• Field studies are carried out to discover how people interact with technology in the real world.
  • Testing is commonly done in controlled lab like conditions, in contrast to field studies that focus on how the product is used in a working or everyday context.
  • Usability-In-A-Box and remote testing stsytems have been devloped that are more affordable than usability labs and also more portable, making them suitable for field use and remote evaluation.
  • Experiments aim to test a hypothesis by manipulating certain variables while keeping others constant
  • The experimenter controls independent variables in order to measure dependent variables.

Week Eight

  • Chapter 15: Analytical evaluation
  • All evaluation methods in the book have involved some level of interaction with or direct observation of users. The other approach is analytical evaluation, where users are not directly involved. There are various inspection methods and predictive models. The inspection methods include expert role-playing the users for whom the device is designed, analyzing parts of an interface, and identifying potential useability problems by using a set of guidelines.
  • Predictive models analyze the various physical and mental operations needed to perform tasks at the interface and then operationalizing them to acquire metrics of the use. Then predict the time it takes a user to carry out the same task using different interfaces. Two of the most used models are GOMS and Fitt's law.
  • Inspections are used to evaluate fully working systems such as websites whereas predictive modeling techniques are used more for testing specific aspects of the interface such as layout of keys or menu options. Analytic evaluation is fast and does not involve users in the testing.
  • Heuristic evalutaions closely resembles the high level design principles of making designs consistent, reducing memory load, and using terms users understand. These include:
  • Visiblity of system status
  • Match between system and the real world
  • Users control and freedom
  • Consistency and standards
  • Error prevention
  • Recogntion rather than recall
  • Flexibility and efficiency of use
  • Aesthetic and minimalistic design
  • Help users recognize, diagnose, and recover from errors
  • Help and documentation
  • Doing heuristic evaluation stages.

1)Briefing session - experts are told what to do 2)evaluation period - each expert spends 1 -2 hours inspecting the product or interface 3)Debriefing session - when the experts come together to discuss their findings.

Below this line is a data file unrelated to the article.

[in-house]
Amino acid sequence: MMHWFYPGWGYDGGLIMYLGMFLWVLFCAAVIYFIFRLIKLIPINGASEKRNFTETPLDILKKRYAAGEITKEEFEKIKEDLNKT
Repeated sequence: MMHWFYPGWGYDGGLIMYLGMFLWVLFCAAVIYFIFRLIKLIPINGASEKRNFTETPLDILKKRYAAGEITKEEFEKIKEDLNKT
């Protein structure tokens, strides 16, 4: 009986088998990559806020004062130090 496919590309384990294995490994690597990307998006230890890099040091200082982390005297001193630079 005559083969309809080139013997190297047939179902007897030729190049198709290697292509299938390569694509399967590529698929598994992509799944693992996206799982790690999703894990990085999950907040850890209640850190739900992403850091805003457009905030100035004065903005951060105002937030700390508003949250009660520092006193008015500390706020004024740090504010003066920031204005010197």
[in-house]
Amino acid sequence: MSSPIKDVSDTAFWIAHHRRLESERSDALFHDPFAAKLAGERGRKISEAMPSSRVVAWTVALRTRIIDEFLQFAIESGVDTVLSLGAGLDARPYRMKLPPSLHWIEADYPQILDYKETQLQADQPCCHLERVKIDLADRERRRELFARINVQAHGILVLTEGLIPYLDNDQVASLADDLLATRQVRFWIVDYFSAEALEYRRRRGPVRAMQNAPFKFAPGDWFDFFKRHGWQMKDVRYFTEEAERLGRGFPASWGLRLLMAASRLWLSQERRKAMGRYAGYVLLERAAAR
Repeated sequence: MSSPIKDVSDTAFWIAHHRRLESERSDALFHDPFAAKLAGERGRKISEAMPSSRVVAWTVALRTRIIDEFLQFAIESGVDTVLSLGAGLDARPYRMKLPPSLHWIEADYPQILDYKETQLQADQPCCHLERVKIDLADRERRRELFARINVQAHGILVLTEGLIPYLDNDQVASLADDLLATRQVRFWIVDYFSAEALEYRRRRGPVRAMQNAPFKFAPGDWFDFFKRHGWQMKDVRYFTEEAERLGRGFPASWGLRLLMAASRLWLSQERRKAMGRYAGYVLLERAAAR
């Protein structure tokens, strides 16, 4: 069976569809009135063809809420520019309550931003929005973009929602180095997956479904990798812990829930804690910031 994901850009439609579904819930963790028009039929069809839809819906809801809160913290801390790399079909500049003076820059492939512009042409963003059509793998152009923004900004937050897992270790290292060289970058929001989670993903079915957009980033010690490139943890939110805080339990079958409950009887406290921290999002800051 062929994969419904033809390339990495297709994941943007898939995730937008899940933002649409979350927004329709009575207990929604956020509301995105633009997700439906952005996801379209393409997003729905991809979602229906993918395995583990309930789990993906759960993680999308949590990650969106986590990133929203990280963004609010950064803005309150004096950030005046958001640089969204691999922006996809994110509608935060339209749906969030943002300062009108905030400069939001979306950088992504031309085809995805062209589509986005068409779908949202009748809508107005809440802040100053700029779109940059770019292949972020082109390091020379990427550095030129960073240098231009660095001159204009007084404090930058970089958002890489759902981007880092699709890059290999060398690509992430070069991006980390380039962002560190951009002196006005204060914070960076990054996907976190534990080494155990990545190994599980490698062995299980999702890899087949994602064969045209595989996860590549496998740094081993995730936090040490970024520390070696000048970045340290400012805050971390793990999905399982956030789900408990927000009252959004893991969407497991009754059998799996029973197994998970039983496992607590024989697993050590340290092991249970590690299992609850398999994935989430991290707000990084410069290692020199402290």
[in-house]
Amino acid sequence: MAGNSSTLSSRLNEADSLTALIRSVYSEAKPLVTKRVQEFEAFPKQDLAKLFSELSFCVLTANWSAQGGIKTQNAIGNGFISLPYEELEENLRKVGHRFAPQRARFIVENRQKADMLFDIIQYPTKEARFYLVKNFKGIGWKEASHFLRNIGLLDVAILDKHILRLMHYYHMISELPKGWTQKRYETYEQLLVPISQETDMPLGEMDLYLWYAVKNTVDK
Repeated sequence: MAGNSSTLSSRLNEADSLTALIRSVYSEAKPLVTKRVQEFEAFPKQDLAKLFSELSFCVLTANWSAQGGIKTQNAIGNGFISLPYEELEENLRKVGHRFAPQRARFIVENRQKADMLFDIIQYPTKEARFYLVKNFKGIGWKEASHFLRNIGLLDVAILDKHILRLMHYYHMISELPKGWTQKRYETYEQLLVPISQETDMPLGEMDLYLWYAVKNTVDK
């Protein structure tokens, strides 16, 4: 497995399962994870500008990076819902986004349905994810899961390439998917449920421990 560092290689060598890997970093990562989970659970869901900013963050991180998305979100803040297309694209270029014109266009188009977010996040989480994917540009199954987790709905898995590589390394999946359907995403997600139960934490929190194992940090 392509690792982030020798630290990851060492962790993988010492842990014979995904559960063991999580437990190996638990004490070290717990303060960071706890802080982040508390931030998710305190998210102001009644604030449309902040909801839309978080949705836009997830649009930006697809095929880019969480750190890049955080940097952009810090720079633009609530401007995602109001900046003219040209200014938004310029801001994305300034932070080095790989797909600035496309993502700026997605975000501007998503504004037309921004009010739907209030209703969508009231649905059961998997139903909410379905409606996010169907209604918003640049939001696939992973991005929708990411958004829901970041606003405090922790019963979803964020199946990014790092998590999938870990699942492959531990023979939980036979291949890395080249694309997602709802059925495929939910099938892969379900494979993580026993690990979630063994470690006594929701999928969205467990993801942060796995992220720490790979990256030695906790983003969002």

• Walkthroughs

1)Cognitive Walkthroughs Alternative to heuristic evaluations made up of Cognitive Walkthroughs of simulation of a users problem-solving at each step in the human-computer dialogue ~Identify the characteristics of typical user and develop sample tasks to focus on the aspects of the design to be evaluated. ~Designer and one or more expect evaluator come together to do the analysis ~The evaluation walk through the action sequences for each task to ask the following questions. Will the correct action be sufficiently evident to the user? Will the user notice that the correct action is available? Will the user associate and interpret the response from the action correctly? Then a running record is kept and recorded. Notes about side issues and design changes are made. A summary of the results compiled. Design is then revised to fix the problems presented.

  • 2) Pluralistic Walkthroughs

Detailed evaluation of each step the user takes to undertake a task. Look at each step taken int he process

  • Predictive Models
  • GOMS Goals - The particular state the user wants to achieve, Operators - the cognitive processes and physical actions that need to be performed in order to attain the goal, Methods - Learned procedures for accomplishing the goals and Selection rules - to select which method to select when there is more than one available at a given stage of the task.
  • Keystroke level model - This model provides actual numberical predictions of user performance. Task are time it takes to perform them when using different strategy.
  • Fitt's Law - predicts the time it takes to reach a target using a pointing device. In a nutshell the bigger the target the easier and quicker it is to reach it. Big button interfaces are easier to use than interfaces that present lots of tiny buttons.